Date updated: Oct 2013
Season: October – March
Cod is one of the four primary commercial fin fish species within the KEIFCA district. As the ‘fish of choice’ for much of the UK population, its economic value is high. It also holds great value for the RSA sector with cod fishing around wrecks being especially prevalent.
Legal Minimum Size: 35cm
Average Breeding Size: 60cm
Where and when to catch them:
The southern beaches of the district are rightly famous for their winter cod fishery, including Dungeness, but when the cod are in, the east coast and estuaries can also produce good catches. Other places to try are the Thames at Gravesend, the river Medway at Chatham by the ‘Lloyds’ Building (now Civic centre), Deal Pier and the piers at Dover and Folkestone, Sandown Castle, Sandgate , Hythe and Dengemarsh.
Essex shore marks include Southend, Walton and Clacton Piers, Canvey Island sea wall and the beaches at Jaywick and Holland on Sea.
Boat fisherman will find Cod in deep water close to most of the Essex and Kent ports during the winter months.
What tackle to use:
Shore tackle will depend largely on venue, lighter rods in the estuaries and rods capable of casting heavy weights and large baits a good distance from steeply sloping pebble beaches.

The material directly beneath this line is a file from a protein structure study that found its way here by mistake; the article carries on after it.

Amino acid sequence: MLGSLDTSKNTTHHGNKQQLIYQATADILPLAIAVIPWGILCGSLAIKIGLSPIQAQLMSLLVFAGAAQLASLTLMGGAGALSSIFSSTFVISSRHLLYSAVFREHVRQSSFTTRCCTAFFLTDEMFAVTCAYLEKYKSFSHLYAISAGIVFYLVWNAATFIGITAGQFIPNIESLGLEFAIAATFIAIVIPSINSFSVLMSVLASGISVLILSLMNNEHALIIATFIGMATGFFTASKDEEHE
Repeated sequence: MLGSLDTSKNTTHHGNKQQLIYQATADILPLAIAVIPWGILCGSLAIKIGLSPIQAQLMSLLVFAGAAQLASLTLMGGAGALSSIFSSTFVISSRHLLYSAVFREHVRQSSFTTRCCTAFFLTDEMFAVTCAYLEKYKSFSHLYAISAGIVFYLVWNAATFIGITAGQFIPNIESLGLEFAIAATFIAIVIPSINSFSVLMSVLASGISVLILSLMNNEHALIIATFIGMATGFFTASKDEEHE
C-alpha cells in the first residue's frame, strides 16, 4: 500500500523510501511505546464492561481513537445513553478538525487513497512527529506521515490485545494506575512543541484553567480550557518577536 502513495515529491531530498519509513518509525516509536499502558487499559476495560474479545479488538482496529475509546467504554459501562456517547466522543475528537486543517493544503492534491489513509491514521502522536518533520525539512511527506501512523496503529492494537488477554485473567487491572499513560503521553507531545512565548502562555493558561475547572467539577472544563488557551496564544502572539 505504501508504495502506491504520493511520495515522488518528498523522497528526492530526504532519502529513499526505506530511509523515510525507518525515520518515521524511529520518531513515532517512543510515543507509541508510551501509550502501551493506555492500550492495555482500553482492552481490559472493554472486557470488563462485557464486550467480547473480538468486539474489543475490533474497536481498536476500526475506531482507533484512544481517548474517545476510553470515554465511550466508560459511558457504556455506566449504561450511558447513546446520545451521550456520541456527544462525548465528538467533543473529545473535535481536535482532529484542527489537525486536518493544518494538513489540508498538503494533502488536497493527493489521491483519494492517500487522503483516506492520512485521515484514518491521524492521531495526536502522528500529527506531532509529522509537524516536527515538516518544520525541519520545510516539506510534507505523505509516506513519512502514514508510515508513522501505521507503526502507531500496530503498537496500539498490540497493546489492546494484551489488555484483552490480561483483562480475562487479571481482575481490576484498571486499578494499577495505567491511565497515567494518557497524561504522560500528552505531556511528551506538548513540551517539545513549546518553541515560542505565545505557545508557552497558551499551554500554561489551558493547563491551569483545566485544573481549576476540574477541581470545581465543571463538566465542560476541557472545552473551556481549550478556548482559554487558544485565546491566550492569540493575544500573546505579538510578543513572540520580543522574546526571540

Uptiding is a favoured method on boats but some perking occurs from ports where deep clear water can be found.
What bait is best to use:
For big cod, big baits putting out a strong scent-trail are the order of the day, pennel-rigged squid, stuffed with lug-worm is the classic bait. Live bait is also effective and avoids the sometimes plague of bait-stealing whiting, but only legal-sized fish should be used (cod are a gape-limited predator and will readily take sizeable fish)
Best conditions for catching them:
As with most fish darkness brings the bigger cod closer to the shore in numbers. Darkness and big tides, preferably following a good blow that has torn up the inshore ground and left shellfish, worms and crustaceans exposed. At Gravesend and Ingress Park, codling will feed close in, ideal for light tackle fishing and short casts. On the southern piers and beaches, hordes of whiting will often strip even the biggest toughest baits meant for cod with their unmistakeable and constant trembling of the rod tips, almost as soon as the bait hits the water. As always it’s always worth casting one rod out as far as possible, and dropping another close in. From October through to sometime after Christmas is the time to target cod, or until the arrival of the shoals of sprat that put a sudden end to cod-fishing, as the cod move up in the water gorging on the small silver fish and ignoring any bait used.
Conservation minded anglers however will do their best to return the smaller fish which will grow relatively quickly to become something worth keeping, and will have had the chance to spawn a new generation before they are caught again.